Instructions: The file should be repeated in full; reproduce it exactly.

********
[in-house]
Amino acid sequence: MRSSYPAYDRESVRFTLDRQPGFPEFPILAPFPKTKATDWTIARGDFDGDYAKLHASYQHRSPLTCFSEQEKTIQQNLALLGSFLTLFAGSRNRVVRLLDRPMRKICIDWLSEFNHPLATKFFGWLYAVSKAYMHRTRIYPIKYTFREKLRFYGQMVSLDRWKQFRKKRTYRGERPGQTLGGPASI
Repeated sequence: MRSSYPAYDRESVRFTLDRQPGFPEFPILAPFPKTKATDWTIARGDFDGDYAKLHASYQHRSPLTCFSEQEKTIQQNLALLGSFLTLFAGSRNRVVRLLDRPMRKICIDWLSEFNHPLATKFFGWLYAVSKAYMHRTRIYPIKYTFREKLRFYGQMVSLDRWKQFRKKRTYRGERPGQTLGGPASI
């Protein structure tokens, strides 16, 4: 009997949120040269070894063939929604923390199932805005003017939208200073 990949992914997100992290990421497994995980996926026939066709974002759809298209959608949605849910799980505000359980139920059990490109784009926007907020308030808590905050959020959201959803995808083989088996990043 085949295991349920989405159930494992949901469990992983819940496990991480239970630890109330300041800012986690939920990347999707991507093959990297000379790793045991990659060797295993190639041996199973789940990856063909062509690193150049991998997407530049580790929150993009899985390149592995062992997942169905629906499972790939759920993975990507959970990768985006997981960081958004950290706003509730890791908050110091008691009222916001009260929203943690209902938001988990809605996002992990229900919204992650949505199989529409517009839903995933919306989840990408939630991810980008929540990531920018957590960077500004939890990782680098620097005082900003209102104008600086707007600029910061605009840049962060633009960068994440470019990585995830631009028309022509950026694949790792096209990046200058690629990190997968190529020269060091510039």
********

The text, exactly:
[in-house]
Amino acid sequence: MRSSYPAYDRESVRFTLDRQPGFPEFPILAPFPKTKATDWTIARGDFDGDYAKLHASYQHRSPLTCFSEQEKTIQQNLALLGSFLTLFAGSRNRVVRLLDRPMRKICIDWLSEFNHPLATKFFGWLYAVSKAYMHRTRIYPIKYTFREKLRFYGQMVSLDRWKQFRKKRTYRGERPGQTLGGPASI
Repeated sequence: MRSSYPAYDRESVRFTLDRQPGFPEFPILAPFPKTKATDWTIARGDFDGDYAKLHASYQHRSPLTCFSEQEKTIQQNLALLGSFLTLFAGSRNRVVRLLDRPMRKICIDWLSEFNHPLATKFFGWLYAVSKAYMHRTRIYPIKYTFREKLRFYGQMVSLDRWKQFRKKRTYRGERPGQTLGGPASI
């Protein structure tokens, strides 16, 4: 009997949120040269070894063939929604923390199932805005003017939208200073 990949992914997100992290990421497994995980996926026939066709974002759809298209959608949605849910799980505000359980139920059990490109784009926007907020308030808590905050959020959201959803995808083989088996990043 085949295991349920989405159930494992949901469990992983819940496990991480239970630890109330300041800012986690939920990347999707991507093959990297000379790793045991990659060797295993190639041996199973789940990856063909062509690193150049991998997407530049580790929150993009899985390149592995062992997942169905629906499972790939759920993975990507959970990768985006997981960081958004950290706003509730890791908050110091008691009222916001009260929203943690209902938001988990809605996002992990229900919204992650949505199989529409517009839903995933919306989840990408939630991810980008929540990531920018957590960077500004939890990782680098620097005082900003209102104008600086707007600029910061605009840049962060633009960068994440470019990585995830631009028309022509950026694949790792096209990046200058690629990190997968190529020269060091510039």